The Danger of the Foreign Agents Registration Act to Civil Society
UPDATED: July 2023
The definitions in the Foreign Agents Registration Act (FARA) are both sweeping and vague. This provides the Executive wide discretion for enforcement, creating dangers for civil society, and ultimately undercutting the effectiveness of the Act.
Recently, there have been many attempts by Congress to strengthen FARA enforcement. While well intentioned, without modifying the Act, stronger enforcement could have significant negative consequences. This briefer introduces the dangers FARA poses to civil society, both in the US and abroad.
Four Common FARA Misconceptions
1. WHO IS A FOREIGN PRINCIPAL?
Some observers believe that FARA is only targeted at the agents of foreign governments. However, a “foreign principal” under the Act includes not only foreign governments, but also foreign individuals, foundations, nonprofits, companies, and other entities.
2. COVERED ACTIVITY
Many believe FARA only applies to lobbying or electioneering activity. However, the Act covers an array of “political activities,” which include attempts to influence “any section of the public within the United States” on domestic or foreign policy. Furthermore, these activities do not even need to be political. For example, an “agent” soliciting or disbursing contributions or other things of value on behalf of a foreign principal is also covered by the Act.
3. FARA’S “PRINCIPAL-AGENT RELATIONSHIP”
FARA does not require a true principal-agent relationship. The relationship can be far more informal than many appreciate. An entity can be considered an “agent” even if the “agent” acts at the mere “request” or is financed “in major part” by the foreign principal (with both “request” and “major part” being undefined).
4. THE BURDEN IMPOSED BY FARA
While often thought of as a transparency statute, the Act creates significant burdens. An “agent” needs to register with the Justice Department, provide regular (publicly available) updates of activities covered by the Act, and when providing information to the public must make a “conspicuous” statement that it is acting on behalf of a foreign principal. Further, an “agent” may be ineligible from receiving certain government benefits. For example, under the federal government’s COVID relief program an “agent” was ineligible for a forgivable PPP loan. An “agent” that willfully does not comply with FARA faces criminal penalties.
FARA’s Impact on Nonprofits
Most nonprofits–and many policymakers–do not fully appreciate the breadth of FARA, but some organizations have already been caught up by the Act. Recent Justice Department advisory opinions include those that required:
- A U.S. religious organization to register as a “foreign agent” for helping prepare banners for foreign attendees to a March for Life rally because in printing banners for a foreigner it acted as a “publicity agent” under the Act. Nov. 19, 2019, advisory opinion.
- A U.S. environmental nonprofit to register because it received a grant from a foreign government to improve multi-national corporations’ product sourcing practices to reduce the effect on the environment in tropical countries. March 13, 2020, advisory opinion.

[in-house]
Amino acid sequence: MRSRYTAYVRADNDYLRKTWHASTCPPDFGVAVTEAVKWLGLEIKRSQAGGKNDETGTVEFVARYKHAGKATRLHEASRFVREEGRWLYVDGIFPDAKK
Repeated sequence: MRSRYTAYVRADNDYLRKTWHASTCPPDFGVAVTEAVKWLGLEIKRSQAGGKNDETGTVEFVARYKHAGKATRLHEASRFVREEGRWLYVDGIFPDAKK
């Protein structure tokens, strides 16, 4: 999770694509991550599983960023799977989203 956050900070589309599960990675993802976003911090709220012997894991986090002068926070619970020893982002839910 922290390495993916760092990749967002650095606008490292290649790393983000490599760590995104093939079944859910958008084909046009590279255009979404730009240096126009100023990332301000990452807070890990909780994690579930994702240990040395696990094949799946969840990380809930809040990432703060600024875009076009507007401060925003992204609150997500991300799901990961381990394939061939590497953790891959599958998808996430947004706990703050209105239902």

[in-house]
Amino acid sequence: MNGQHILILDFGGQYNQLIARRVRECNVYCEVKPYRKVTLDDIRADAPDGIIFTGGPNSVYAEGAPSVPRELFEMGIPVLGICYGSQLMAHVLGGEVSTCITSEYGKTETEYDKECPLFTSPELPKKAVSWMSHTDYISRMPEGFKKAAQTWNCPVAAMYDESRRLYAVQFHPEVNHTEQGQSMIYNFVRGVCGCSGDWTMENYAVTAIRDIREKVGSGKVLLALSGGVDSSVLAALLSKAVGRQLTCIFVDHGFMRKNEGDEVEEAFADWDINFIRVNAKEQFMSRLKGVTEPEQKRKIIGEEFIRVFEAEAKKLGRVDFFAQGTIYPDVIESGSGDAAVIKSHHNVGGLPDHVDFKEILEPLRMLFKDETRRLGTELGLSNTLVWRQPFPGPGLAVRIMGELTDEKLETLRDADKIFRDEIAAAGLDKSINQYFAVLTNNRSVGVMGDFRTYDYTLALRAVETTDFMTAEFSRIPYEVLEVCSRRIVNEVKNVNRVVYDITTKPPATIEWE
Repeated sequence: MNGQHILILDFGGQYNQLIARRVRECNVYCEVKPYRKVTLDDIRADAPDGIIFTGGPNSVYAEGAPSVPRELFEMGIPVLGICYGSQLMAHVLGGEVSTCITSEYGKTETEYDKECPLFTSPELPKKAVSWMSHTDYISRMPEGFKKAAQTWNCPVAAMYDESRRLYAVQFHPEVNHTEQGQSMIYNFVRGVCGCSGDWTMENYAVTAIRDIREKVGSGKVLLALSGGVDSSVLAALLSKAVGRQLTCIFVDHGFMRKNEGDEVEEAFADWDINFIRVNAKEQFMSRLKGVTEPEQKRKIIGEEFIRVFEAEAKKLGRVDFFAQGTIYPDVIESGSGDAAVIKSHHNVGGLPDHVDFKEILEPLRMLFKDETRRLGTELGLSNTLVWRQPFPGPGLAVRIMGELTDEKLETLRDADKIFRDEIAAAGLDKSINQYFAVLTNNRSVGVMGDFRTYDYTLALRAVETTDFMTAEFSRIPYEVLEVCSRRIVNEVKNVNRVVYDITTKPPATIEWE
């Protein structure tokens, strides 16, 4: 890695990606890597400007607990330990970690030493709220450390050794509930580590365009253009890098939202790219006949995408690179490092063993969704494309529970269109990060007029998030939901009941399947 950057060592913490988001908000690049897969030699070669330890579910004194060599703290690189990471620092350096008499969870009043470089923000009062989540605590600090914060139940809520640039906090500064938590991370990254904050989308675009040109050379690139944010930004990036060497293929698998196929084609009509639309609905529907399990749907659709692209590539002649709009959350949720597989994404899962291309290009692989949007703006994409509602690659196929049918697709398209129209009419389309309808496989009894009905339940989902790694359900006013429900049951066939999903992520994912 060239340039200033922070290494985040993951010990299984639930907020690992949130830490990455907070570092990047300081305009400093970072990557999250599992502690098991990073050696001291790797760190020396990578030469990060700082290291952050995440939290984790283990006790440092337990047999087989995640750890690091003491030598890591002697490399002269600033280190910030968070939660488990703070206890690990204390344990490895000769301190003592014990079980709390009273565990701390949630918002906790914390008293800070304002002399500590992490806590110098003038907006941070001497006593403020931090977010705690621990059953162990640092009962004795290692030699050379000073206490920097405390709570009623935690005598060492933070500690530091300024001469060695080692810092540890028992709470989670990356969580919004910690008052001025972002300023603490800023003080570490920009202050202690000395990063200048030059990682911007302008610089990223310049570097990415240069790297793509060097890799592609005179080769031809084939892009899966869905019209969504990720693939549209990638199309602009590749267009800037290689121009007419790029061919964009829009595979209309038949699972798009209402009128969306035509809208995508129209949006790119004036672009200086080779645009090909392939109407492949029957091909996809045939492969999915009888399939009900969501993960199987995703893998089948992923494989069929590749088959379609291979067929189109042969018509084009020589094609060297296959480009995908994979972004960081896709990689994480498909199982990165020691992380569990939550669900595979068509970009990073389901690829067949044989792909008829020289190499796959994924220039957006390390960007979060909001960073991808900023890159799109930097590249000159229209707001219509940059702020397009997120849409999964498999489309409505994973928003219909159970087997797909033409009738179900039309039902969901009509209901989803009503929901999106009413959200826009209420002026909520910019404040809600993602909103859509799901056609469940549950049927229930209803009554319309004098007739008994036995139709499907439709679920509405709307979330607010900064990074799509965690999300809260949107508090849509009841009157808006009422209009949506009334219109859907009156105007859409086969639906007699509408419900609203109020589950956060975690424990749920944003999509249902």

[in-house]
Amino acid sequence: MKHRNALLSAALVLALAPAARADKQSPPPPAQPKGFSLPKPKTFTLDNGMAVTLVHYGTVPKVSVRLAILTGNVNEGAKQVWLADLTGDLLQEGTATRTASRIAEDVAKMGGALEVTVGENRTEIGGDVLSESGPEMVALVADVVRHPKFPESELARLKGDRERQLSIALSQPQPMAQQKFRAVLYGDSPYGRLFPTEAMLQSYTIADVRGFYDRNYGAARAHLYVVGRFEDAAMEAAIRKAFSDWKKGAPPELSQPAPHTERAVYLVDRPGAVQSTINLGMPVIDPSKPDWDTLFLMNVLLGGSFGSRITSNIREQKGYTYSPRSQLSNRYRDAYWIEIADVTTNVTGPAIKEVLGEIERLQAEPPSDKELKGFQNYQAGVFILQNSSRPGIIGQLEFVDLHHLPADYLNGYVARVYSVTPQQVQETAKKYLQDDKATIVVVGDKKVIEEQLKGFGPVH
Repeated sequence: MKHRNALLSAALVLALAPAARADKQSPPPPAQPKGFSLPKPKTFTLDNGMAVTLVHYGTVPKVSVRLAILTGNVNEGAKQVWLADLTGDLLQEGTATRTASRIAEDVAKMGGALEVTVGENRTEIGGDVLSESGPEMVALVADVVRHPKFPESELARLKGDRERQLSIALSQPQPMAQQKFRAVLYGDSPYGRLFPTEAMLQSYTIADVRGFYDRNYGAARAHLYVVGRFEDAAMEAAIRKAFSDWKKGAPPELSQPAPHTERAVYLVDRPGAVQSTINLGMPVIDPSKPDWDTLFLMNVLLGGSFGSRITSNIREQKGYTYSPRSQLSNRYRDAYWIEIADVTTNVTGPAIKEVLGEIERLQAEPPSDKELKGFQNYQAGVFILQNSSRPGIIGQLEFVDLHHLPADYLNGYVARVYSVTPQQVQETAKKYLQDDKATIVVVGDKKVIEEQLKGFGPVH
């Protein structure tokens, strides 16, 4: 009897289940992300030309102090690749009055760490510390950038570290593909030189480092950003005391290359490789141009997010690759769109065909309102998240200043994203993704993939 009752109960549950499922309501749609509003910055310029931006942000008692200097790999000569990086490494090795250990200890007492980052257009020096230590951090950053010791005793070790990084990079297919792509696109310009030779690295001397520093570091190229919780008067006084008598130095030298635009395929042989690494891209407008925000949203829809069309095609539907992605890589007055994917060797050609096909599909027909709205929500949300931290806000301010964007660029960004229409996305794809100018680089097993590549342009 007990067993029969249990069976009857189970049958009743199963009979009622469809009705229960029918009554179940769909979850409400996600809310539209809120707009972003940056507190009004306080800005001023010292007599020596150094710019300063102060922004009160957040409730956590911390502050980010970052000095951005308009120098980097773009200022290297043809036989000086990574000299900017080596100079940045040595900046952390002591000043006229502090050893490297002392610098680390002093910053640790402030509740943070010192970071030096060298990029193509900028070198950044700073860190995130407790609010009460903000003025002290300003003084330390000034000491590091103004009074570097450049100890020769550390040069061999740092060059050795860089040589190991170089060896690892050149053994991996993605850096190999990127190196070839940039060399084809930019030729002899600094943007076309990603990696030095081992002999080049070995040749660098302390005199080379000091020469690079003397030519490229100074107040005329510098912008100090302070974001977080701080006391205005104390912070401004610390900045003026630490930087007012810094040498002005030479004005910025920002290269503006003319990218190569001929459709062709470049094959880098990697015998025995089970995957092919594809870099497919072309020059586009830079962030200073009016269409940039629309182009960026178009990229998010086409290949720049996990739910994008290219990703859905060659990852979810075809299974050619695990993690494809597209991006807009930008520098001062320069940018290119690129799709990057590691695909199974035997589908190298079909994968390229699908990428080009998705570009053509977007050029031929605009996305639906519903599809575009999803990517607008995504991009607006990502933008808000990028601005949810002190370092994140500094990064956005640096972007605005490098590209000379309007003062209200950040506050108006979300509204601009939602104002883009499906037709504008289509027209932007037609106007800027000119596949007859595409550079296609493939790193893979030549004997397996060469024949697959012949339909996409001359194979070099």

- A consultant of a foreign non-governmental foundation to register for helping the foundation educate members of the U.S. public about development, democracy, and good governance issues abroad. Aug. 6, 2019, advisory opinion.
As FARA becomes more visible, it is increasingly “weaponized” by politicians, media commentators, and others. Given the broad language, it is easy to accuse groups and individuals of violating the Act. For example, in 2018 the House Natural Resources Committee investigated whether four prominent U.S. environmental nonprofits violated the Act, focusing on whether they ever acted at the “request” of a foreign principal. This investigation of U.S. environmental nonprofits was restarted in 2023.
FARA’s ill-defined terms, the burden of its requirements, and the threat of criminal prosecution, can discourage beneficial cross-border civil society activity. Its breadth also creates problems for enforcement. If the Act were fully complied with, the Justice Department would be overwhelmed with superfluous registrations. The Act’s breadth and vagueness also leads it to being highly vulnerable to Constitutional challenge, potentially jeopardizing the Justice Department’s enforcement priorities.
Finally, FARA’s broad language has repeatedly been used to justify anti-democratic “foreign agent” laws in countries like Russia, Nicaragua, and Hungary, that are then used to stigmatize and shut-down human rights, anti-corruption, and other civil society groups.
The U.S. needs a modern approach to dealing with foreign influence in our globalized world. FARA should target foreign government attempts to influence U.S. democratic decision-making, not entangle civil society groups for simply engaging in cross-border conduct.
FARA’s definitions need to be amended and clarified. This is a multi-faceted problem, but any comprehensive reform should at least amend the Act to only target the agents of foreign governments or political parties or those acting on their behalf. The Act should also be amended to clearly state that it covers only true principal-agent relationships.